Criterion Collection Pick of the Week: Red Desert

Red Desert (1964)

Director:  Michaelangelo Anolioni

Country: Italy

Running Time: 1 hr. 57 min.

Let’s face it: the past two weeks were a whirlwind.  Fall Formal.  Rescheduled Rocky Horror.  Family Weekend.  Homecoming.  All in the Timing.  There was so much going on in so little time.  When we try and remember it all, we start of go on a mental journey. That’s why this complex film makes perfect sense during the time of the semester where so much is happening with so little time to finish it all.

The first time I saw this film was last year.  I was taking a film history lecture, and it was shown as an example of subjective art cinema.  I was suffering from over-intoxication of caffeine from trying to drink all four cups that my coffee maker produced each morning.  Each day passed by with nothing wrong until mid-afternoon when I would start suffering from severe headaches, dizziness, and being over-tired.  Once learning about the depth of the film’s protagonist, Giuliana, I started thinking that I was like her.  In my mind, I was going, “Everything is not okay!  How am I going to get through this?”   I find this film so appropriate when I’m in my least stable moments.

As I said, Giuliana is having mental issues.  After surviving a car wreck, she constantly gives blank stares, walks aimlessly around the spaces she’s in, and can’t focus on one thing at a time.  She becomes more distant from her husband, and flings herself into the arms of his co-worker (who happens to be Richard Harris in an odd casting choice).  Throughout the film, her condition gets worse and worse, and at its end, you can’t tell if she’s cured or not.  Much if it can be seen as related to the polluted town she lives in, full of factories and tainted air and water.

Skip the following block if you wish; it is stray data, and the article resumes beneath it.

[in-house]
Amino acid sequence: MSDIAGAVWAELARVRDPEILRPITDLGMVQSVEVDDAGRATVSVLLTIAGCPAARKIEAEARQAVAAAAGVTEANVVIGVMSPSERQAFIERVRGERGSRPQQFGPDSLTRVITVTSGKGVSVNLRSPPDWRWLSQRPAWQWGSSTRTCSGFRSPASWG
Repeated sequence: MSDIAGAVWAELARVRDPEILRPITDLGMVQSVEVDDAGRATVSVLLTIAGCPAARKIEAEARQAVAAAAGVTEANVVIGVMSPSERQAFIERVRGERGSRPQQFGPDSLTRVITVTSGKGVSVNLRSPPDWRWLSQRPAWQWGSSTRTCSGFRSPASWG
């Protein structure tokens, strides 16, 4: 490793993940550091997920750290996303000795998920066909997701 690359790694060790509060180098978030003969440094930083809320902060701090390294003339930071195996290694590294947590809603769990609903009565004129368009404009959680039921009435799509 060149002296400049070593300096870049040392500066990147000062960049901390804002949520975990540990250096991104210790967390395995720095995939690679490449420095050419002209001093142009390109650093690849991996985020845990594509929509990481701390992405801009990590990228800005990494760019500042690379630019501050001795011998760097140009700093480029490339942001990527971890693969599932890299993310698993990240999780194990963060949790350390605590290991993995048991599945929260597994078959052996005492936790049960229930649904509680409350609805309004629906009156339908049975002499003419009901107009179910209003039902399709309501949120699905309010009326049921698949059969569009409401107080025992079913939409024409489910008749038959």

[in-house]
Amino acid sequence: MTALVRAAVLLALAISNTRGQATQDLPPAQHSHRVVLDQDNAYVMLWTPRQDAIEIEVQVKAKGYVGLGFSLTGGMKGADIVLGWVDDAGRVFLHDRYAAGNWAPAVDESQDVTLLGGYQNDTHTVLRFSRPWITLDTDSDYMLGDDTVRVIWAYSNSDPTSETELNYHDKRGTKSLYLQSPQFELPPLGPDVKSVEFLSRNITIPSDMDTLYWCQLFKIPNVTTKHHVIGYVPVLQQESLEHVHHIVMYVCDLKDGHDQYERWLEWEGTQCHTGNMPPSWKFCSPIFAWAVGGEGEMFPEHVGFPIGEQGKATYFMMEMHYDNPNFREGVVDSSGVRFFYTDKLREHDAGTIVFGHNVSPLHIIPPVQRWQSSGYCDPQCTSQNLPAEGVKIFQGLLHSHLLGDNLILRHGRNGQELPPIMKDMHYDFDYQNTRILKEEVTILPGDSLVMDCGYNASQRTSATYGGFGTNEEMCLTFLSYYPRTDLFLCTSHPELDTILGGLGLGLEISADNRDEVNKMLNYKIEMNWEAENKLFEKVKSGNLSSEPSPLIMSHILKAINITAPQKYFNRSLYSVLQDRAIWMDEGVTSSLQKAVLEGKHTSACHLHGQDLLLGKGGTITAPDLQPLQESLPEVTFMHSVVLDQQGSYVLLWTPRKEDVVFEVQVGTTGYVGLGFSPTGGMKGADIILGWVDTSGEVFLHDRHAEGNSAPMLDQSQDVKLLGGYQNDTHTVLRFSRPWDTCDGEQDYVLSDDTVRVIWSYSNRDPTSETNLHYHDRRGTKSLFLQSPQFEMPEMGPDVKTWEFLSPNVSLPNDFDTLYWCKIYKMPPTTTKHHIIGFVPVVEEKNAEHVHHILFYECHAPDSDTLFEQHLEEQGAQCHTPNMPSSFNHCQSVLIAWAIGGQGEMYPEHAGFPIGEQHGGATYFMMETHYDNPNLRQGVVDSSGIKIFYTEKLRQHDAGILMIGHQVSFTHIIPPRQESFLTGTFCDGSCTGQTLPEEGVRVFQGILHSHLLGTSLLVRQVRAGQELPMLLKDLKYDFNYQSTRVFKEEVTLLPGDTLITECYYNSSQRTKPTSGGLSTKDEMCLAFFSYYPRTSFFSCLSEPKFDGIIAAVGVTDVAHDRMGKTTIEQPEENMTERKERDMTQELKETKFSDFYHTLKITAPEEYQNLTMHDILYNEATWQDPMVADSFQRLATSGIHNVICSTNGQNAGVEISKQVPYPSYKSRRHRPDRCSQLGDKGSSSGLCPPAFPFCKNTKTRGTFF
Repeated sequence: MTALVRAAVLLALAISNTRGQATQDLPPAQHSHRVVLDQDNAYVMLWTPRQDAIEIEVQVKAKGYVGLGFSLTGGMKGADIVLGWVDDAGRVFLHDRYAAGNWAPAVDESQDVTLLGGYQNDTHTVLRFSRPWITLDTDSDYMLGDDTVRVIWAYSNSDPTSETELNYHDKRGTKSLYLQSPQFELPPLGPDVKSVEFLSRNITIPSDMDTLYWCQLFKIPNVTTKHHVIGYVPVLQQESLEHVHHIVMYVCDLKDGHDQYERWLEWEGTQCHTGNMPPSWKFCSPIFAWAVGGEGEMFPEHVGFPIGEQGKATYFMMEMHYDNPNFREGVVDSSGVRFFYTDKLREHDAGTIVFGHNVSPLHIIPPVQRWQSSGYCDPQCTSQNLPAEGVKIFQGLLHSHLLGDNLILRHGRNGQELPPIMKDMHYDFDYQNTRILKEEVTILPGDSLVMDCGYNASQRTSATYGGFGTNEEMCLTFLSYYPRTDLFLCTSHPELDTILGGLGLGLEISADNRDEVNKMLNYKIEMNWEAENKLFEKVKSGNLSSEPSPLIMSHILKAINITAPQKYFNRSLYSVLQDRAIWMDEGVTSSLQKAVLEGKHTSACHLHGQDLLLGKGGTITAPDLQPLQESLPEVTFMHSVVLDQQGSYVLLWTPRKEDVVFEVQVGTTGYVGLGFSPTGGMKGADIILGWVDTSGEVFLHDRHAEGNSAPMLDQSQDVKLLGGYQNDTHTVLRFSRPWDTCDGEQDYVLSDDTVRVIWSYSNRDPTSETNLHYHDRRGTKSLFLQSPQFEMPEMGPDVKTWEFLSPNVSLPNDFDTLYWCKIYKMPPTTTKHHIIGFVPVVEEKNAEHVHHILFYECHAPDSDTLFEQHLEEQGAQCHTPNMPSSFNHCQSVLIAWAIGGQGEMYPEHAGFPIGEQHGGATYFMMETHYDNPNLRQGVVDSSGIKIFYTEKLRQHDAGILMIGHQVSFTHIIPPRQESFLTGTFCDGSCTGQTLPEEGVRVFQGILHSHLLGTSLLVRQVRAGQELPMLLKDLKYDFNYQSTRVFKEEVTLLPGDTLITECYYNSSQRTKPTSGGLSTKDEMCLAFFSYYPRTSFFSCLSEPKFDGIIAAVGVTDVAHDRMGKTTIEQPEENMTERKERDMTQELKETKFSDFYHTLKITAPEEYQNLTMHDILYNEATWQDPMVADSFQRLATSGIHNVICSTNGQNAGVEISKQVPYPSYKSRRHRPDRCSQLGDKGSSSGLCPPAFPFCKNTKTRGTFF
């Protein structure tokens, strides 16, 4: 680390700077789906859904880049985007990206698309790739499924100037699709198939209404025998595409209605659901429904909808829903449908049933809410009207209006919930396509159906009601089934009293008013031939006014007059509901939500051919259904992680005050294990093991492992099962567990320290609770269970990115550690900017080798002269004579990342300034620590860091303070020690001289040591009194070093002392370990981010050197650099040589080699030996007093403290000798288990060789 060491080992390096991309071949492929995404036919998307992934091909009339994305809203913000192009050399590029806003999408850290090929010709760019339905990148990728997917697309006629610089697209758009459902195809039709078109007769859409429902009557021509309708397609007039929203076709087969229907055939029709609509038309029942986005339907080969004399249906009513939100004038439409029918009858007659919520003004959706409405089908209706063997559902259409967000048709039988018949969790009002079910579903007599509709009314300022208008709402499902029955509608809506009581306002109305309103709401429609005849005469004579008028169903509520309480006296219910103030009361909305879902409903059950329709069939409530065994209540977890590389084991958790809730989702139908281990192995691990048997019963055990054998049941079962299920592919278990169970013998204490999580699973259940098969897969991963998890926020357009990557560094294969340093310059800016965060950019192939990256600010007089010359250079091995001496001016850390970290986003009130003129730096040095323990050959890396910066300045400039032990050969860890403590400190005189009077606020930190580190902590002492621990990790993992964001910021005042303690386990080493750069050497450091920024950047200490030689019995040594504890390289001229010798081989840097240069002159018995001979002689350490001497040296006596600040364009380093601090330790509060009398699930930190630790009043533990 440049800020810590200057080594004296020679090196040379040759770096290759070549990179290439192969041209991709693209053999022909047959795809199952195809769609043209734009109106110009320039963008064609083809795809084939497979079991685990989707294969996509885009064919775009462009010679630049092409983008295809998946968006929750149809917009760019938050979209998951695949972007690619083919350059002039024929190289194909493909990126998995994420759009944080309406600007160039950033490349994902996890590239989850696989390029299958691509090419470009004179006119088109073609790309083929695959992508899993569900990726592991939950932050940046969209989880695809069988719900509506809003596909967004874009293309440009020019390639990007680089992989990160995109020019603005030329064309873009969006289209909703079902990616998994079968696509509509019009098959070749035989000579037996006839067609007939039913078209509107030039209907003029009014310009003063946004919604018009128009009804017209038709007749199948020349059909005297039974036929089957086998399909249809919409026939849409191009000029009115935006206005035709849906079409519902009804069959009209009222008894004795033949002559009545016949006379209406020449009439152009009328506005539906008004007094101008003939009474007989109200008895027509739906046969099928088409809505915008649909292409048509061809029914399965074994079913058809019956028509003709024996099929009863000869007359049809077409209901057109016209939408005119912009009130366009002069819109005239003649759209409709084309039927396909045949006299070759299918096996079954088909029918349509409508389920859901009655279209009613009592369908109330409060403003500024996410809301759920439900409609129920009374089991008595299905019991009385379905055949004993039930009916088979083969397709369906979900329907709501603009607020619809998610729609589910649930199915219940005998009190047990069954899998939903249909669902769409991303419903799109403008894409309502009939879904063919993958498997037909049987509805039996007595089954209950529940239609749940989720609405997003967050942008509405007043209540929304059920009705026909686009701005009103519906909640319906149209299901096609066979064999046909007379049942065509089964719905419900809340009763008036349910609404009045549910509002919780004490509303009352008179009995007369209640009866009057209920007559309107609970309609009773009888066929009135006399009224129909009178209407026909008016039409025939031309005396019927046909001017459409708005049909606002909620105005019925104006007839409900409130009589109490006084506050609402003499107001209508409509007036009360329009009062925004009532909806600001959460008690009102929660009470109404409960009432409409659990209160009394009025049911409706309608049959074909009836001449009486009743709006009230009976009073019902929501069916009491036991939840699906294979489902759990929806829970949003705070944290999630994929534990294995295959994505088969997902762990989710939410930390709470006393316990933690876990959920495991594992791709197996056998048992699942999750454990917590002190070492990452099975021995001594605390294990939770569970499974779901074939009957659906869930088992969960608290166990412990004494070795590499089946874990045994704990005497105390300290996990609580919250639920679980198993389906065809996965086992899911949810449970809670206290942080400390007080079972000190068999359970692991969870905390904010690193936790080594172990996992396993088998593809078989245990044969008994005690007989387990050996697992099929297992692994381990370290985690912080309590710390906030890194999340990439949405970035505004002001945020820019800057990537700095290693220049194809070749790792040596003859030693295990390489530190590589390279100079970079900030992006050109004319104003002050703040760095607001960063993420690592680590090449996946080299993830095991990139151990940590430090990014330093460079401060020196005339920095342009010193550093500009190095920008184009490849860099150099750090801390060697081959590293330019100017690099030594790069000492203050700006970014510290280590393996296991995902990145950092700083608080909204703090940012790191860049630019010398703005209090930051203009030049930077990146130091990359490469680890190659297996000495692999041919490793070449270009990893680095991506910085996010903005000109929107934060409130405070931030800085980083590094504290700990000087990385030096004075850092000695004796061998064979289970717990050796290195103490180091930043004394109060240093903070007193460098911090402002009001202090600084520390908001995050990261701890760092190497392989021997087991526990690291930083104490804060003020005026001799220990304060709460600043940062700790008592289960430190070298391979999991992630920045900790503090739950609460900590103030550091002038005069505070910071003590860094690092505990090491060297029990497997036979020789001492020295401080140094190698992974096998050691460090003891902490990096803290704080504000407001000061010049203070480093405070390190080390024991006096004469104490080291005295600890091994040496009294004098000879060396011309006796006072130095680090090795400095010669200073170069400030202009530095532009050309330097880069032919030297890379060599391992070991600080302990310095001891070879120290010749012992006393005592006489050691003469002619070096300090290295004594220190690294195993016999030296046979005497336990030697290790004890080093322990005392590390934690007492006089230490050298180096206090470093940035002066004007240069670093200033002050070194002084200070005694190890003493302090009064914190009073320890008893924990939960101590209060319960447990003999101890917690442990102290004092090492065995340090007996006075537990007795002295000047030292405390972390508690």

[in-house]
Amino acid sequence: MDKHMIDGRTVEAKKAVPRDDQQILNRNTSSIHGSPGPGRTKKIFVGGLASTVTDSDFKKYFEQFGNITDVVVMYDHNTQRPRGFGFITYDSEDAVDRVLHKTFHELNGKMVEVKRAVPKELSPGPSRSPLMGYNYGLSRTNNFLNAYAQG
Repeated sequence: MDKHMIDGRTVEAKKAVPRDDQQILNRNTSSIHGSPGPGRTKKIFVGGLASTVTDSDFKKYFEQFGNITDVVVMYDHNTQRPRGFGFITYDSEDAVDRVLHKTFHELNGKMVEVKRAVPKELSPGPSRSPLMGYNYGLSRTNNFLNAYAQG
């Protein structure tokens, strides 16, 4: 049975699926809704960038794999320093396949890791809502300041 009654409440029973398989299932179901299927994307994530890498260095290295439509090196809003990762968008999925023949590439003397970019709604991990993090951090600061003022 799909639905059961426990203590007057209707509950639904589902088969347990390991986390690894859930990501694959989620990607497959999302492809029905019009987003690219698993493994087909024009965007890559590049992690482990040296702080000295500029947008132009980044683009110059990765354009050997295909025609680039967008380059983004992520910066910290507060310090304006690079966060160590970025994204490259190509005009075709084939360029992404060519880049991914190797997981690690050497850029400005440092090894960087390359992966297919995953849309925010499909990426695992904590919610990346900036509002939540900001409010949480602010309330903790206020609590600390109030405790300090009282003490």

It’s a bleak and strange film.  There is not much dialogue and lots of creepy sound effects and music.  The scenery lacks much color. We only see this world as if we all have Giuliana’s eyes, which makes its so powerful for those who can’t remember what happened the day before.

Those who are fully awake enough will enjoy its psychological aspect.  Those who have little patience will watch it, question why are you even watching it, learn about its inner meaning, and then appreciate it.  Either way, it’s better to connect to Giuliana to fully appreciate this film.  And that’s what we are doing when we try to leave a lecture in Heimbold and run to a party in the Blue Room. We can’t always remember what happened, so we might as well enjoy living in the moment.


Image Credit: Google Images

Screenwriter. Humanities scholar. Cinephile. Samantha hails from Richmond, Virginia. She hates Hollywood synergy and people that get on her nerves. When she's not busy writing her next masterpiece or watching movies on Netflix and Hulu Plus, she serves on Student Senate, Student Life, SSSF, and SLAC where she tries to make "home" a better place for other students. Samantha would also like for people to understand that she loves Jean-Luc Godard films, even though he's anti-semitic and she's a Jew.

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